Thursday, 4 July 2013

Money and the Stock Market: What is the Relation?

By Frank Shostak (August 2006)

Is it true that changes in stock prices are predominantly set by changes in money supply? At some level, it makes sense that an increase in the rate of growth of money supply strengthens the rate of increase in stock prices. Conversely, a fall in the rate of growth of money supply should slow down the growth momentum of stock prices.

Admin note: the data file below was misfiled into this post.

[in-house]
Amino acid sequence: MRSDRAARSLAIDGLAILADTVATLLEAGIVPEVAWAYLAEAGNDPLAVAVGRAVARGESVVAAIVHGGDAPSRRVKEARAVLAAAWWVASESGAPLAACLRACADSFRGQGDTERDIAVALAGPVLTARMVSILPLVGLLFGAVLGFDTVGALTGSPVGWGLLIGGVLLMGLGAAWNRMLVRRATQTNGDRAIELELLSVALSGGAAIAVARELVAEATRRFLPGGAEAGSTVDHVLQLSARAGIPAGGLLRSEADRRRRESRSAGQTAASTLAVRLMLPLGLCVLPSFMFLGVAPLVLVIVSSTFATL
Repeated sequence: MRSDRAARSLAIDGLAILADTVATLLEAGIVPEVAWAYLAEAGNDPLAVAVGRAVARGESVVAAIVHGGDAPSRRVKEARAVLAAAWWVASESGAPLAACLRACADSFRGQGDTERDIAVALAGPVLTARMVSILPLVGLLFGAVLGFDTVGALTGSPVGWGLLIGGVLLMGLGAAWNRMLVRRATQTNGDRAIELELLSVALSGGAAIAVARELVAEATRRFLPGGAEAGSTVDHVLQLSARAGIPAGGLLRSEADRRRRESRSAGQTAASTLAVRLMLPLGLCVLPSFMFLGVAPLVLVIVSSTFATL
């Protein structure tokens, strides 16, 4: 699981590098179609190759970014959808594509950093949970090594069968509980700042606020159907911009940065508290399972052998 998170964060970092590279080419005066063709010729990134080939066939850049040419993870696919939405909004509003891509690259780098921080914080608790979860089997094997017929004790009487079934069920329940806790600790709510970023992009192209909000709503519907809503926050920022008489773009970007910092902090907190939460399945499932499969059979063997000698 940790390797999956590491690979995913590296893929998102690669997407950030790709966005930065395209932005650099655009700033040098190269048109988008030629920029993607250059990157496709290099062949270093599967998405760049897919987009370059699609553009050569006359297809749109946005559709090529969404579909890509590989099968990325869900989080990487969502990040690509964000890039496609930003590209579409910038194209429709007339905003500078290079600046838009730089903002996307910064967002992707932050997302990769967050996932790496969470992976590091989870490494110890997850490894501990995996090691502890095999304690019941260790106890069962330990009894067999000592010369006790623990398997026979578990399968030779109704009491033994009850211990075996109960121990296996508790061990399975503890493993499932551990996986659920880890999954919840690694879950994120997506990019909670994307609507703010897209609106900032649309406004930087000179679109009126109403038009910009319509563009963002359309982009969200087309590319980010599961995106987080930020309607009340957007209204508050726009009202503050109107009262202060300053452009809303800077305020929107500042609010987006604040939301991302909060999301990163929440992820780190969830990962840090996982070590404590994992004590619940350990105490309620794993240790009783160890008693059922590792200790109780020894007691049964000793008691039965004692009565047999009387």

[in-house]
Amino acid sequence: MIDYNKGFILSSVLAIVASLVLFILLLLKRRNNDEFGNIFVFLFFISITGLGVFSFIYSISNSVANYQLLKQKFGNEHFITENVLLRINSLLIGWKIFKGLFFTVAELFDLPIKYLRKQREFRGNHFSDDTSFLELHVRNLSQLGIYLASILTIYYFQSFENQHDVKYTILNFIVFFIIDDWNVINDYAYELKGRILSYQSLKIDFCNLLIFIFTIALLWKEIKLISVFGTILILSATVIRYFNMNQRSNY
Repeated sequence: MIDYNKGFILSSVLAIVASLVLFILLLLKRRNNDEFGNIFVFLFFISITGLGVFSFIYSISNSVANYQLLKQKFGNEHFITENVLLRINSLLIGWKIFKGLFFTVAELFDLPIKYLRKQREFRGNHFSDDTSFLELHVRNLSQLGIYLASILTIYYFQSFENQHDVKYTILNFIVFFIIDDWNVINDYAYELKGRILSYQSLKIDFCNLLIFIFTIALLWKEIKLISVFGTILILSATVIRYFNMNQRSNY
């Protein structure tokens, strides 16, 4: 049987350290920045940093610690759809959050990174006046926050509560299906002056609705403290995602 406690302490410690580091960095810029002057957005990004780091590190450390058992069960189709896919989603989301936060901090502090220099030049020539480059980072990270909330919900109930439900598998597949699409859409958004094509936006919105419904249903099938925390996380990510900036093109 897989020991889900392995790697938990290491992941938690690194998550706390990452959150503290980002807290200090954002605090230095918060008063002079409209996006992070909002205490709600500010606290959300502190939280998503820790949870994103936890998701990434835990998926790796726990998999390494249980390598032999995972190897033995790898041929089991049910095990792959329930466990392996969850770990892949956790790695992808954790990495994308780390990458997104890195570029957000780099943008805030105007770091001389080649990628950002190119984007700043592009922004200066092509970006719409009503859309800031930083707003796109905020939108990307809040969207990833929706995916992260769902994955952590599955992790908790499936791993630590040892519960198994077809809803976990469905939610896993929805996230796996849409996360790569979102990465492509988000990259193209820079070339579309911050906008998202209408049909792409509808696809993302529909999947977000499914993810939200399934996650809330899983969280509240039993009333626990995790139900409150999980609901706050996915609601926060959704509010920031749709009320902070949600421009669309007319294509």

The chart below seems to indicate that the yearly rate of growth of the combined South East Asian stock prices has a good visual correlation with the yearly rate of growth of the combined money M1.

Austrians have generally accepted this causal connection, though for different reasons than others, as I will explain below.

But first we must deal with the contrary view. Some economists who follow the footsteps of the post-Keynesian school of economics have questioned the importance of money in driving stock prices.

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